Tuesday, October 25, 2011

FISH and Depuy hip testing in the future for carcinogens? (series 4 of x)

[Please don't go out asking your orthopedic  surgeon to order these tests until we uncover the following:
  • Who can perform this test?
  • What does it cost?
  • How complicated is it?
  • What is the right population to run this test on in terms of length of implant in ones body (is it better to perform this test at 5 years, 2 years, 10 years?
  • How reliable is it?
  • What can we do if we have the results?  Is there some action that can be taken if the results are not good? ]

FISH (fluorescence in situ hybridization) is a cytogenetic technique developed by Christoph Lengauer that is used to detect and localize the presence or absence of specific DNA sequences on chromosomes. FISH uses fluorescent probes that bind to only those parts of the chromosome with which they show a high degree of sequence complementarity. Fluorescence microscopy can be used to find out where the fluorescent probe bound to the chromosomes. FISH is often used for finding specific features in DNA for use in genetic counselling, medicine, and species identification. FISH can also be used to detect and localize specific mRNAs within tissue samples. In this context, it can help define the spatial-temporal patterns of gene expression within cells and tissues.

In medicine, FISH can be used to form a diagnosis, to evaluate prognosis, or to evaluate remission of a disease, such as cancer. Treatment can then be specifically tailored. A traditional exam involving metaphase chromosome analysis is often unable to identify features that distinguish one disease from another, due to subtle chromosomal features; FISH can elucidate these differences. FISH can also be used to detect diseased cells more easily than standard Cytogenetic methods, which require dividing cells and requires labor and time-intensive manual preparation and analysis of the slides by a technologist. FISH, on the other hand, does not require living cells and can be quantified automatically, a computer counts the fluorescent dots present. However, a trained technologist is required to distinguish subtle differences in banding patterns on bent and twisted metaphase chromosomes.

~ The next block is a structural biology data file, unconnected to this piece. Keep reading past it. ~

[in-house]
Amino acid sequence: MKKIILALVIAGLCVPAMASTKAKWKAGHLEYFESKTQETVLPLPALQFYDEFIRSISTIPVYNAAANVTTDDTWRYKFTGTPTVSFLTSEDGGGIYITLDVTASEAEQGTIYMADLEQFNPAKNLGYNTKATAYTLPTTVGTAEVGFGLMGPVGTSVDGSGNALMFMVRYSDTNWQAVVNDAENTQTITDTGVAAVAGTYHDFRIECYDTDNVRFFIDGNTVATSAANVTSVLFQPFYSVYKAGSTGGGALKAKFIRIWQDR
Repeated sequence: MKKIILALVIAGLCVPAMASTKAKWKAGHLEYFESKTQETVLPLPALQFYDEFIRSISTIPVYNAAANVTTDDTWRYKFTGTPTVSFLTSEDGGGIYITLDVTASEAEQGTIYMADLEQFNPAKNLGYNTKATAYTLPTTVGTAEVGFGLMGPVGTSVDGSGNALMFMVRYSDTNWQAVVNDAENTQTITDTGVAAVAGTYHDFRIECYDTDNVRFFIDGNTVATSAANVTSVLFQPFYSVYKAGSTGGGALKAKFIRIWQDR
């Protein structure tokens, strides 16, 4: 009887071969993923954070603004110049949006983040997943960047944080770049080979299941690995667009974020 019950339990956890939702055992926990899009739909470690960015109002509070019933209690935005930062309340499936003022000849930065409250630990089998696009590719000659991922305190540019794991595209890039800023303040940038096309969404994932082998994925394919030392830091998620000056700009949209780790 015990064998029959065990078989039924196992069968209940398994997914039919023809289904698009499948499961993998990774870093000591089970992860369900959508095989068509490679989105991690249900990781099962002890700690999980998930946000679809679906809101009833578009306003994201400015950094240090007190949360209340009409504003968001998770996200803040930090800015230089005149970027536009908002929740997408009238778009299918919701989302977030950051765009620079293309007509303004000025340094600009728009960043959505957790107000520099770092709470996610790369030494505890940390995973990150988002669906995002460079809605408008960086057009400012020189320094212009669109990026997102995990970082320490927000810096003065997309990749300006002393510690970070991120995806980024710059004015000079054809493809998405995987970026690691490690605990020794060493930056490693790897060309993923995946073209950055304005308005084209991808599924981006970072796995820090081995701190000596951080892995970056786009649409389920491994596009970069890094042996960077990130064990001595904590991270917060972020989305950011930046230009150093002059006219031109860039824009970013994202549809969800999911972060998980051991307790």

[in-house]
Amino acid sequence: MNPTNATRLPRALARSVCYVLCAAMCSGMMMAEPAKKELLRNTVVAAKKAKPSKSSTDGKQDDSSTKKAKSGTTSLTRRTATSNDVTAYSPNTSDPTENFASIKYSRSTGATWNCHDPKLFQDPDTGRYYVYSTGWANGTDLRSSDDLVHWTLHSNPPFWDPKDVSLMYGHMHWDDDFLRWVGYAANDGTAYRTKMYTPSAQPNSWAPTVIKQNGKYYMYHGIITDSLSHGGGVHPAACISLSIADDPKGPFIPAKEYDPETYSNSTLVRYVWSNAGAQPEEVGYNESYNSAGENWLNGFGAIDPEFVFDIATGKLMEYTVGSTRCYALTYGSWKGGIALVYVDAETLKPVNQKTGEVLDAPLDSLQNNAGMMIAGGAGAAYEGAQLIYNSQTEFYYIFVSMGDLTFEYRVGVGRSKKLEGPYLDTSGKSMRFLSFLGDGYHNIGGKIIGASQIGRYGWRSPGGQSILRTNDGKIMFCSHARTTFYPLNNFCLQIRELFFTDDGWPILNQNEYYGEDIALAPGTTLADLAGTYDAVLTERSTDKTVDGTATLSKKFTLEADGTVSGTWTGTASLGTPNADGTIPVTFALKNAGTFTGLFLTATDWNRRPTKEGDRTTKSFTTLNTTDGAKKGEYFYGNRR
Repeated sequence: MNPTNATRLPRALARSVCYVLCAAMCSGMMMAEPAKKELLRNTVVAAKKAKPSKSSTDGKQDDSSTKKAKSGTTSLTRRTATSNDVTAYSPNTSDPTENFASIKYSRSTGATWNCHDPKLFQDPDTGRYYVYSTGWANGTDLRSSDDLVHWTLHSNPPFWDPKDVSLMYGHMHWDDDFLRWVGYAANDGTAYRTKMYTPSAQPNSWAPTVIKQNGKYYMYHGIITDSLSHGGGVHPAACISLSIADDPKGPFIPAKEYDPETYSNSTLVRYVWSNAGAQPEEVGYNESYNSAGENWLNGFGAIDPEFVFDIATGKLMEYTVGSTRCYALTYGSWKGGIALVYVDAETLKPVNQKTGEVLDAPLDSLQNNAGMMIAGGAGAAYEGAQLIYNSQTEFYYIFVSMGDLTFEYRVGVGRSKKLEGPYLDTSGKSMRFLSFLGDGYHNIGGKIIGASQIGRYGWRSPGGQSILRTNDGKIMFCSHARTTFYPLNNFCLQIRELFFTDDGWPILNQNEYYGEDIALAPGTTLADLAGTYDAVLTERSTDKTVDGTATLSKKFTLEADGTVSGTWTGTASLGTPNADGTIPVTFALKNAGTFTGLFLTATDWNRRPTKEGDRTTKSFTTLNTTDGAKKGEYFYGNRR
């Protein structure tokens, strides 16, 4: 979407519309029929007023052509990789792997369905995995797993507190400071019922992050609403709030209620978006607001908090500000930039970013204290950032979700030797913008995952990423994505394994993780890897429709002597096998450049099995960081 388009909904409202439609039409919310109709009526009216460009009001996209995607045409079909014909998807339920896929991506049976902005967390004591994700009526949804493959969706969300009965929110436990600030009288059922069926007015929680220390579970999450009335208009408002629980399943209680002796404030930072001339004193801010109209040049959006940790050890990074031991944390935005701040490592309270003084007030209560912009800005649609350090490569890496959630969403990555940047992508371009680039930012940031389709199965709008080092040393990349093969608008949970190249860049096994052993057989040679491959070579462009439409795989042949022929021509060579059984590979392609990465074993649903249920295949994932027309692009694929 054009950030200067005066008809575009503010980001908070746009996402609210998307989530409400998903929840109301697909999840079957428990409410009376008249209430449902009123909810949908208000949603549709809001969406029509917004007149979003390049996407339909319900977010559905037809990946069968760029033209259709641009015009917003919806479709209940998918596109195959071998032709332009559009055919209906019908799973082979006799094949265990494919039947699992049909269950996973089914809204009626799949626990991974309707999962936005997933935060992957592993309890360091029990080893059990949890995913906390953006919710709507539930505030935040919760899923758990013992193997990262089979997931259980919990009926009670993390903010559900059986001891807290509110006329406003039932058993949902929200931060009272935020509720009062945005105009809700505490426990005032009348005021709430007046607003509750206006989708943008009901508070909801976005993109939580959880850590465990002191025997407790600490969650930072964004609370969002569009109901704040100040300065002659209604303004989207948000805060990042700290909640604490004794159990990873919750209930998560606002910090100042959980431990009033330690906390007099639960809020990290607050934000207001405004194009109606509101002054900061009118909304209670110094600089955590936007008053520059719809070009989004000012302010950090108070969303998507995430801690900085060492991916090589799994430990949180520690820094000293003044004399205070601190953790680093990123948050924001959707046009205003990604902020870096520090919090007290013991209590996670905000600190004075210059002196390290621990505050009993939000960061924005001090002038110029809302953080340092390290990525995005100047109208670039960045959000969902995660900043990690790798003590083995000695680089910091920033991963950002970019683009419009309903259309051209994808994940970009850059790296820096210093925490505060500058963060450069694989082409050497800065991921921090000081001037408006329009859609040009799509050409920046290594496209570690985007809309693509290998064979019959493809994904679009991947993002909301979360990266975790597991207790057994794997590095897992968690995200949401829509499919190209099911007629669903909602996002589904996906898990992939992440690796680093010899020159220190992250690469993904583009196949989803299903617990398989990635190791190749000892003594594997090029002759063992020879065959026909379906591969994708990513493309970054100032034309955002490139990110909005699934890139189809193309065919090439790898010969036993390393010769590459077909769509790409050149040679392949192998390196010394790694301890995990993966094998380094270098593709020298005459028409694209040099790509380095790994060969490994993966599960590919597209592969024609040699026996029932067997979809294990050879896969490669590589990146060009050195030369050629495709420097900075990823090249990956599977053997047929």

Although interphase fluorescence in situ hybridization (FISH) is a sensitive diagnostic tool used for the detection of chromosomal abnormalities on cell-by-cell basis, the cost-per-test and the technical complexity of current FISH protocols has inhibited its widespread utilization. Lab-on-a-chip or microfluidic devices, incorporate networks of microchannels that can miniaturize, integrate and automate conventional analytical techniques onto chip-style platforms. Since microchannels permit sophisticated levels of fluid control (down to picolitres), these devices can reduce analysis times, lower reagent consumption, and minimize human intervention.

Currently, FISH has been performed on glass microfluidic platforms that standardize much of the protocol offering repeatable results that are accurate, cost-effective and easier to obtain in a clinical setting.

Compared to conventional FISH methods, these first implementations of on-chip FISH provide a 10-fold higher throughput and a 10-fold reduction in the cost of testing, enabling the simultaneous assessment of several chromosomal abnormalities or patients.[8] It is increasingly essential that diagnostic tests determine the type and extent of chromosomal abnormalities for more informed diagnosis and for appropriate choice of treatment strategies. Since the on-chip FISH technique is 10-20 times more cost-effective than conventional methods, and can be fully integrated and automated,[9] this technology will make widespread genetic testing of patients more accessible in a clinical setting.

[Tomorrow I will begin to  address the cost/complexity of the tests]

File:FISH (technique).gif

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